Sticking To My Guns

After last week’s essay on what constitutes craft beer, a commenter pointed out that my definition would exclude Deschutes and Boneyard, as they entered into a “partnership”.

And here’s the thing: I’m OK with that. I like Deschutes, and I like Boneyard but the fact of the matter is, Deschutes effectively owns another brewery. They have distribution, which means that maybe not today, but eventually, Deschutes can and will turn to Boneyard and say: your beer needs to be like this in order to sell.

And since Deschutes distributes, Boneyard will comply. They’re no longer an independent entity. Neither is Deschutes, as their business model now relies on the ownership of a second brewery.

If Boneyard just got absorbed by Deschutes, then I’d say that Deschutes would still count as a craft brewery: they aren’t telling anyone who built their brand on a distinctly different model (very hoppy, very AVB intense beers) what works. Deschutes would just be incorporating the recipes and equipment under their brewery and continue making Deschutes beer, perhaps with new styles under offer.

All of which, however, is a way to dance around a larger point that I didn’t get to until that commenter pushed back on it.

It is, as Don Younger has said, not about the beer. It’s about the beer.
We shouldn’t live in a world where 5 breweries (or five of any business entity, see also: internet, food, banks, etc) are the only providers of what we want or need.

There should be space for small and mid-tier businesses to do their thing, too.

Because then, we can start having conversations about what matters; is this any good?

I don’t mention it too often, but ABInBev makes an incredible product, given what they do. I can have a Budweiser anywhere in the world, and it will taste like a Budweiser. I can have a Guinness anywhere in the world, and it will taste like Guinness.

That’s really hard to do.

If I can’t respect the effort that it takes, the skill-the craft-of making a beer taste the same anywhere in the world, then why even critique beer at all?

That those styles of beer are ones I’m not fond of isn’t the point. This is just about the skill it takes to do that. Plus, I won’t say I’m above a Bud sometimes. If that’s what I’m being offered, I’m not going to be snooty about it.

Because we have, at last count, close to nine thousand breweries in America. Do you honestly believe that every single one of those breweries are making excellent product? Hell, even good product?

The important thing about having smaller breweries is that we can just ask ourselves: is this good?

And good can mean multiple things! Is it a good beer? Is it good for the community? Are the employers good for their workers? Is the atmosphere a healthy one for anyone to walk into? Are the business practices as good as they can be from an environmental or social justice view? Etcetera, etcetera; we don’t, and shouldn’t, just focus on the one thing: is this product good?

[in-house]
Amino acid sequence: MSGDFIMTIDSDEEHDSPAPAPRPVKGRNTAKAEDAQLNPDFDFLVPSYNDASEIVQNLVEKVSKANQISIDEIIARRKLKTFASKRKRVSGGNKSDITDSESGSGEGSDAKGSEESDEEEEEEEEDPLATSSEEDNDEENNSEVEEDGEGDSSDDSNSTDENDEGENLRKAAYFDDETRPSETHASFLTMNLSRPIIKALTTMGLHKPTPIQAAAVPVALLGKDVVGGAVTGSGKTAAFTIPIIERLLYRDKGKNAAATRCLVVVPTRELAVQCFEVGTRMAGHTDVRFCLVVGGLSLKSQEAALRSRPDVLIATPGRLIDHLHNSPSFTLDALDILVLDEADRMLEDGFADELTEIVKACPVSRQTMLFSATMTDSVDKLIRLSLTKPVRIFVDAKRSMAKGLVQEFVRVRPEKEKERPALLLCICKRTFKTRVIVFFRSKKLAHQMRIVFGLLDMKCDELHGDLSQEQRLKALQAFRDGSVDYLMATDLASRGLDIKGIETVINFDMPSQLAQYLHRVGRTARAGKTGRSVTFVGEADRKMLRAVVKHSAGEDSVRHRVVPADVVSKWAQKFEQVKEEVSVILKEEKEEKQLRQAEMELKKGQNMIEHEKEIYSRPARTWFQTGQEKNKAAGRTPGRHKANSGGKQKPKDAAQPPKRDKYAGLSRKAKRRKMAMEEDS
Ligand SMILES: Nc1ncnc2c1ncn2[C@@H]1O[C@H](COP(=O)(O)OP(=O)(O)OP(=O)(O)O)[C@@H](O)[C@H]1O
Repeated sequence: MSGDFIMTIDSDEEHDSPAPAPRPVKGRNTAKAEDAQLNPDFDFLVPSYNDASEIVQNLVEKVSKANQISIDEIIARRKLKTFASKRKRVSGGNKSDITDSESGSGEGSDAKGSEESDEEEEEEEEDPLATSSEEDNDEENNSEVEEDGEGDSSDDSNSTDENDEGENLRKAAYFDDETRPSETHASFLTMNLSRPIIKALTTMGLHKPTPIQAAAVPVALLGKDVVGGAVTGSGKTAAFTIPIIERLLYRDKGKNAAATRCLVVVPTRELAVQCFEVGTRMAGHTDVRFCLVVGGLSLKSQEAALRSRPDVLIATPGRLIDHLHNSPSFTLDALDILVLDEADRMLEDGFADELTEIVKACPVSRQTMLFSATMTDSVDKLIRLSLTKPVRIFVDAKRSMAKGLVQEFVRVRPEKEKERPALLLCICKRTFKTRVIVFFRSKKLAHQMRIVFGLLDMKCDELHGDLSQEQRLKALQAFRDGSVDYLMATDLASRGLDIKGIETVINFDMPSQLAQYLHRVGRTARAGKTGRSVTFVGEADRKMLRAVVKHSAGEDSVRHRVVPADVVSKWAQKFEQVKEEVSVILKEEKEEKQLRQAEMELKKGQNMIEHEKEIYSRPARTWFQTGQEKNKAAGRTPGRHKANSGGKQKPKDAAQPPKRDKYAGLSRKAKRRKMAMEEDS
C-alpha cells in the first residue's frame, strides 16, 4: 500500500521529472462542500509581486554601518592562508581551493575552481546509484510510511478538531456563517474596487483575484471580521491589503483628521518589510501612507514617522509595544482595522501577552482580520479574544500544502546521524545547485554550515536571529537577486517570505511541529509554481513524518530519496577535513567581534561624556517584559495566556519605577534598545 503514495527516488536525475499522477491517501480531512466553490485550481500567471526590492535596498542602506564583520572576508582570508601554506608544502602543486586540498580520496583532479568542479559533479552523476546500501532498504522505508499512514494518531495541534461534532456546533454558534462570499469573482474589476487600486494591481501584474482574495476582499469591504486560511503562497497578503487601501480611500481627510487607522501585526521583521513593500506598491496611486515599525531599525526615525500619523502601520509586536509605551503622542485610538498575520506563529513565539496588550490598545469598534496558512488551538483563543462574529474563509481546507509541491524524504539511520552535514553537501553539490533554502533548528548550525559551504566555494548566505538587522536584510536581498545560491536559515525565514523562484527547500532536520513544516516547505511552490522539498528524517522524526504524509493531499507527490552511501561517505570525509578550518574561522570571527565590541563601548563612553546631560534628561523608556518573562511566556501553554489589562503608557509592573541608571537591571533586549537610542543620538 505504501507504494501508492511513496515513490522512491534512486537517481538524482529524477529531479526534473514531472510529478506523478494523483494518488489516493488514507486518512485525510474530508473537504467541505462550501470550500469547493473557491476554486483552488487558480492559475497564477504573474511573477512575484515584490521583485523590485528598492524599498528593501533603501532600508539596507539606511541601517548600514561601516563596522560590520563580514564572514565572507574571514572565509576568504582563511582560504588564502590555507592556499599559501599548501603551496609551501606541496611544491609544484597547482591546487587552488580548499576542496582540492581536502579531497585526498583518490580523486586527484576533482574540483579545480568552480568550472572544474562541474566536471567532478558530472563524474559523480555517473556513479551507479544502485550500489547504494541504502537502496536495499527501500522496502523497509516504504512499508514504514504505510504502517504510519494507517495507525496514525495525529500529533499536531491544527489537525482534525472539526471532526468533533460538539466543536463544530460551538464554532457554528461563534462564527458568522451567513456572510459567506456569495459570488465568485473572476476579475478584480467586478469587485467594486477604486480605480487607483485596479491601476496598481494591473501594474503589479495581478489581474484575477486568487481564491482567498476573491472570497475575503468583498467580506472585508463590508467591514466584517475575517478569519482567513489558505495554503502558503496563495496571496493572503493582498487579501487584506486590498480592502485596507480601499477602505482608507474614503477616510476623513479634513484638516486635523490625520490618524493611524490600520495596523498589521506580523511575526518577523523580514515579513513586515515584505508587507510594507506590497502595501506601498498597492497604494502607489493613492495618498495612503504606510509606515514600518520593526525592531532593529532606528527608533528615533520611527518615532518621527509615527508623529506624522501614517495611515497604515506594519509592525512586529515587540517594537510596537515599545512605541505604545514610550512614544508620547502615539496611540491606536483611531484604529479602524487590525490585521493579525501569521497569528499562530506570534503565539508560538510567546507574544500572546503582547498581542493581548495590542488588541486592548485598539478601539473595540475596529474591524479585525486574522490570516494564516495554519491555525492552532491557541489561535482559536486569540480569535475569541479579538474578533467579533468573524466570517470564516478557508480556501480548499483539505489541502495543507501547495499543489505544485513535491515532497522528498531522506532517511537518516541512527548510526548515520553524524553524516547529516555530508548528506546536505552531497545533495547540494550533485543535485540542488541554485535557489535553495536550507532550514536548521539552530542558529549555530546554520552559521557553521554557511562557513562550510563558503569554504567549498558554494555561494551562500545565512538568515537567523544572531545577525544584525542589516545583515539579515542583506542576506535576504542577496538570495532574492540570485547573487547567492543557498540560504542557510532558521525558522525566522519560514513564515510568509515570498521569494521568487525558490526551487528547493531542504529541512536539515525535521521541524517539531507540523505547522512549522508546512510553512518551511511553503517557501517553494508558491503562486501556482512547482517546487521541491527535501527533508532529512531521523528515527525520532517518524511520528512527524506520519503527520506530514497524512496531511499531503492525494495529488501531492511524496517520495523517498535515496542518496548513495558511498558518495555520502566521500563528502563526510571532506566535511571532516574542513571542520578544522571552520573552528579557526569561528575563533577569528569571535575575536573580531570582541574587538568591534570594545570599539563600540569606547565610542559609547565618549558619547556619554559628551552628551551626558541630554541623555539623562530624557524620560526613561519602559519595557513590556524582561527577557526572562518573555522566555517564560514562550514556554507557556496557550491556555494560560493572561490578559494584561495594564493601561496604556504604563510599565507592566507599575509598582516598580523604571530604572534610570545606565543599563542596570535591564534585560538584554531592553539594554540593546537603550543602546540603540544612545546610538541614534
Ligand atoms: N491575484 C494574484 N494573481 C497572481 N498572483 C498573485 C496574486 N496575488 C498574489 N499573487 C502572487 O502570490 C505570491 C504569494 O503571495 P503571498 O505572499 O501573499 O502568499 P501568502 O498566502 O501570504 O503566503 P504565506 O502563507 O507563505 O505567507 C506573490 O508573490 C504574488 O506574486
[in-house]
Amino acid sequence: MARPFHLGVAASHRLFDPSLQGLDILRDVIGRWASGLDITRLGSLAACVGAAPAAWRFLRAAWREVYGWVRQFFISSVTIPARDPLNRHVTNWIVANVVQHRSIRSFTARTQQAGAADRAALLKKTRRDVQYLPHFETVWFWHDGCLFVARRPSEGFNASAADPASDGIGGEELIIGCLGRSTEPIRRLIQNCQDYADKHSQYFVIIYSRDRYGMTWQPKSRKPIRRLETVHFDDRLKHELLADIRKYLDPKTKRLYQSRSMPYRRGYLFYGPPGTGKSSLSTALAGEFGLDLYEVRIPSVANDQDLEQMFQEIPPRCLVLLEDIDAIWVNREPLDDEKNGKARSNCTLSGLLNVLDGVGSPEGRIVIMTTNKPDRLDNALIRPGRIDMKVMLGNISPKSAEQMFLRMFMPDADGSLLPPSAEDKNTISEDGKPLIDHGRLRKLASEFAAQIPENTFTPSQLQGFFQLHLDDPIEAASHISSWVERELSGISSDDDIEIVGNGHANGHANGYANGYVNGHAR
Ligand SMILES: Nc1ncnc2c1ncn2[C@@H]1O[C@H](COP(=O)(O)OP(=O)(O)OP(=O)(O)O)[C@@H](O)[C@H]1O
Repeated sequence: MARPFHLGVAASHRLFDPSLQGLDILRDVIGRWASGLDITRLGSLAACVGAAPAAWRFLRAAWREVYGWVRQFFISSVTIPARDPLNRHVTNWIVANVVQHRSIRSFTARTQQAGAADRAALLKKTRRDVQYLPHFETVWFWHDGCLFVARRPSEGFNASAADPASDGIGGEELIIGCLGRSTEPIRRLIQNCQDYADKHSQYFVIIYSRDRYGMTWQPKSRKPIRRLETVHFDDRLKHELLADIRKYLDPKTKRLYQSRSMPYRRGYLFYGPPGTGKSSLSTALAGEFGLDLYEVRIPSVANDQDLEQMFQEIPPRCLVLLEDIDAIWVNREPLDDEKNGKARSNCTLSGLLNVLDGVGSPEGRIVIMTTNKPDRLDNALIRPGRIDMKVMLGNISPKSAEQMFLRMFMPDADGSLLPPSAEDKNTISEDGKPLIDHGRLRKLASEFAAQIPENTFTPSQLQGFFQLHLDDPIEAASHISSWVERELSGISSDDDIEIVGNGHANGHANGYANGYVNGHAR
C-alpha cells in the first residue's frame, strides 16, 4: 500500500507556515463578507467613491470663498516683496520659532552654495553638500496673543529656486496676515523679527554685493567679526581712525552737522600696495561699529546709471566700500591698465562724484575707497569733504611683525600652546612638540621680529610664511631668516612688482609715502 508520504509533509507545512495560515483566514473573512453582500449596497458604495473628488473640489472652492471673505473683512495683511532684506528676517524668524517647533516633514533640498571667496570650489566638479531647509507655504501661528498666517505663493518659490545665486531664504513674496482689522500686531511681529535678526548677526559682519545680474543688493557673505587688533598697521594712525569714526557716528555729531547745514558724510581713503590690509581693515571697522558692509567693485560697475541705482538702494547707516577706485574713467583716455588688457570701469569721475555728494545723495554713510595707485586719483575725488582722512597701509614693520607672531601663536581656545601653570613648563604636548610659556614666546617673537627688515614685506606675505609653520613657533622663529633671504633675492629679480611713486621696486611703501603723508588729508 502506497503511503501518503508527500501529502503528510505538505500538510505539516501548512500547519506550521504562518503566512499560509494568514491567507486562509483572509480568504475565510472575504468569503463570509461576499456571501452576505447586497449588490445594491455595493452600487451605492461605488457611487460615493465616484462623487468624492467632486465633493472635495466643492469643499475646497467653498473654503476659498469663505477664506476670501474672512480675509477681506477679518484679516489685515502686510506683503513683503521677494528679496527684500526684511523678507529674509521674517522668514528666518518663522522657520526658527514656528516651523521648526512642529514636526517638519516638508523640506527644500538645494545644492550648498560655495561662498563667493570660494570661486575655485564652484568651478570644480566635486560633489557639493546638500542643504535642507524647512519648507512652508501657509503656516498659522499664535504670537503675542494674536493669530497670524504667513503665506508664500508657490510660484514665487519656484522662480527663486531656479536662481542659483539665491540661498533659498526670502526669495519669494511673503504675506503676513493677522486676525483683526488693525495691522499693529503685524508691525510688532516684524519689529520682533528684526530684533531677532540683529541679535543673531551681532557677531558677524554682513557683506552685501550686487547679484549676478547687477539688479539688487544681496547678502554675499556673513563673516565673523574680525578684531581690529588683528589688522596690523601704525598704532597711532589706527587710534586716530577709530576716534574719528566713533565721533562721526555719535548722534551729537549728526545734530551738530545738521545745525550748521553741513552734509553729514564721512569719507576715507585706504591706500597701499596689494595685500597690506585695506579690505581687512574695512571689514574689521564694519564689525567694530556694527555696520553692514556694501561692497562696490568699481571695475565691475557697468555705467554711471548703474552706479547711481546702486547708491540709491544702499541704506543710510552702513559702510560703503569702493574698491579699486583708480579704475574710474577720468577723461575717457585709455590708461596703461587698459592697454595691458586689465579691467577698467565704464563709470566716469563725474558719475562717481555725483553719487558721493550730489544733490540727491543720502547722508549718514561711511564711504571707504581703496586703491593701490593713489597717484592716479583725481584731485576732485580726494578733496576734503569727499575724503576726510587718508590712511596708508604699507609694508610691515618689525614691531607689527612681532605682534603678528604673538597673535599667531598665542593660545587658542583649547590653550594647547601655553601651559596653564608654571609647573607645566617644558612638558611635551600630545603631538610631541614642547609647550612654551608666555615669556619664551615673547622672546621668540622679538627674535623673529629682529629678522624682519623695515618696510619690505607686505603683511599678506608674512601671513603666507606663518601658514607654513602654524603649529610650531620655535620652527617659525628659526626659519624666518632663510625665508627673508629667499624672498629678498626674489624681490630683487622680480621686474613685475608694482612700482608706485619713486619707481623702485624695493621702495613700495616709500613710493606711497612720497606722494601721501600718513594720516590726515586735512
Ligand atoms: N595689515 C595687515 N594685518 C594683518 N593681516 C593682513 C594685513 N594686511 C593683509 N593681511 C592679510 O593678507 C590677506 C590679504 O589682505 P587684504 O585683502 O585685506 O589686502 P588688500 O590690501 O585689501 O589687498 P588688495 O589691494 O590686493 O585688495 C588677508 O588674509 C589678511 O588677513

Although I will admit that it is probably the most relevant question, even if it isn’t always the most important one.

Because part of why I avoid ABInBev’s products is because their business practices look skeevy as fuck to me from a “we’re corporate overlords who should get our way” perspective. They don’t want to just make a great product (and I don’t know that they want that, it’s just a by-product), they want all the money and do things accordingly. However, this is also why I don’t drink products from Melvin (sexism), Founders (racism) , or BrewDog (transphobia).

I had a friend in the industry tell me about shitty business practices of Old Town and Mt Tabor here in Portland. I don’t buy their product. It doesn’t matter if they’re ‘craft beer’ or not. I have the ability to choose, so I will. Not everyone does and I don’t judge them. Should I hear that Melvin or Mt Tabor have fixed their issues, then I’m happy to give them money for something I like!

But the badge of ‘craft beer’ shouldn’t be the determining factor-and maybe it never should have been.

3 thoughts on “Sticking To My Guns”

  1. My quibble (last week) is that I read your proposed definition of craft as being synonymous with independent. Which is fine, I suppose, though if “craft” doesn’t convey more than independence, can we not just say “independent”? But if “craft” does (or should) convey something more – maybe about the process, care, or skill in making; quality or type of ingredients; community involvement; or whatever – then it doesn’t seem to me that defining craft by independence tells us much more than defining defining craft by size.

    All that said, I think you’ve hit on the more relevant questions above. Is the beer good, and is it produced by a brewery (independent or otherwise) that you’re comfortable giving your money to? To me, though are far more important than size, independence, or “craftiness.” Cheers!

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